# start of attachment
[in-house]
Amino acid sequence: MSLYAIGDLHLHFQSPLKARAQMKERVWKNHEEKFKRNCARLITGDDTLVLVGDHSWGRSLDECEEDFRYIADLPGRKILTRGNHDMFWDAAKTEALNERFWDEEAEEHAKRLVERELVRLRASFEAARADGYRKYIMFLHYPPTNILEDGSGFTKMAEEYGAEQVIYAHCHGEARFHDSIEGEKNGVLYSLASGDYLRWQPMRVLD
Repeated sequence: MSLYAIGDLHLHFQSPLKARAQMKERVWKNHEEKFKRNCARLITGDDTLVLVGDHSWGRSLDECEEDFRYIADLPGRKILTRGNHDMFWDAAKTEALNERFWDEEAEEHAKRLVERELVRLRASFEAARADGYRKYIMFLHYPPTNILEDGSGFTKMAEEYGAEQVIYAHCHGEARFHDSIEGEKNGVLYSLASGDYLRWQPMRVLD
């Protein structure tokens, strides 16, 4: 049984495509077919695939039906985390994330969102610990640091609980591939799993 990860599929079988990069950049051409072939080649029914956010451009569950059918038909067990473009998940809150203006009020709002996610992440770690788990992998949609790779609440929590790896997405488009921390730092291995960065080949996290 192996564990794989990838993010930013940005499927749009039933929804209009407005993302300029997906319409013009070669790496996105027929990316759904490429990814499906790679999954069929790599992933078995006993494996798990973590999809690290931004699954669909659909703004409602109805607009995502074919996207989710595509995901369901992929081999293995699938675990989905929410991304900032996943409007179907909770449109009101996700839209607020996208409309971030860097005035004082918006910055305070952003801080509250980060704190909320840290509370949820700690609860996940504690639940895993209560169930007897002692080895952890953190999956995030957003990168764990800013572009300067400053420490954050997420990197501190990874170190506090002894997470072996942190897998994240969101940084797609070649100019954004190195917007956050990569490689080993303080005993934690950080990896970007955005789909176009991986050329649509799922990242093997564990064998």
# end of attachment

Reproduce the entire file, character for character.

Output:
[in-house]
Amino acid sequence: MSLYAIGDLHLHFQSPLKARAQMKERVWKNHEEKFKRNCARLITGDDTLVLVGDHSWGRSLDECEEDFRYIADLPGRKILTRGNHDMFWDAAKTEALNERFWDEEAEEHAKRLVERELVRLRASFEAARADGYRKYIMFLHYPPTNILEDGSGFTKMAEEYGAEQVIYAHCHGEARFHDSIEGEKNGVLYSLASGDYLRWQPMRVLD
Repeated sequence: MSLYAIGDLHLHFQSPLKARAQMKERVWKNHEEKFKRNCARLITGDDTLVLVGDHSWGRSLDECEEDFRYIADLPGRKILTRGNHDMFWDAAKTEALNERFWDEEAEEHAKRLVERELVRLRASFEAARADGYRKYIMFLHYPPTNILEDGSGFTKMAEEYGAEQVIYAHCHGEARFHDSIEGEKNGVLYSLASGDYLRWQPMRVLD
């Protein structure tokens, strides 16, 4: 049984495509077919695939039906985390994330969102610990640091609980591939799993 990860599929079988990069950049051409072939080649029914956010451009569950059918038909067990473009998940809150203006009020709002996610992440770690788990992998949609790779609440929590790896997405488009921390730092291995960065080949996290 192996564990794989990838993010930013940005499927749009039933929804209009407005993302300029997906319409013009070669790496996105027929990316759904490429990814499906790679999954069929790599992933078995006993494996798990973590999809690290931004699954669909659909703004409602109805607009995502074919996207989710595509995901369901992929081999293995699938675990989905929410991304900032996943409007179907909770449109009101996700839209607020996208409309971030860097005035004082918006910055305070952003801080509250980060704190909320840290509370949820700690609860996940504690639940895993209560169930007897002692080895952890953190999956995030957003990168764990800013572009300067400053420490954050997420990197501190990874170190506090002894997470072996942190897998994240969101940084797609070649100019954004190195917007956050990569490689080993303080005993934690950080990896970007955005789909176009991986050329649509799922990242093997564990064998």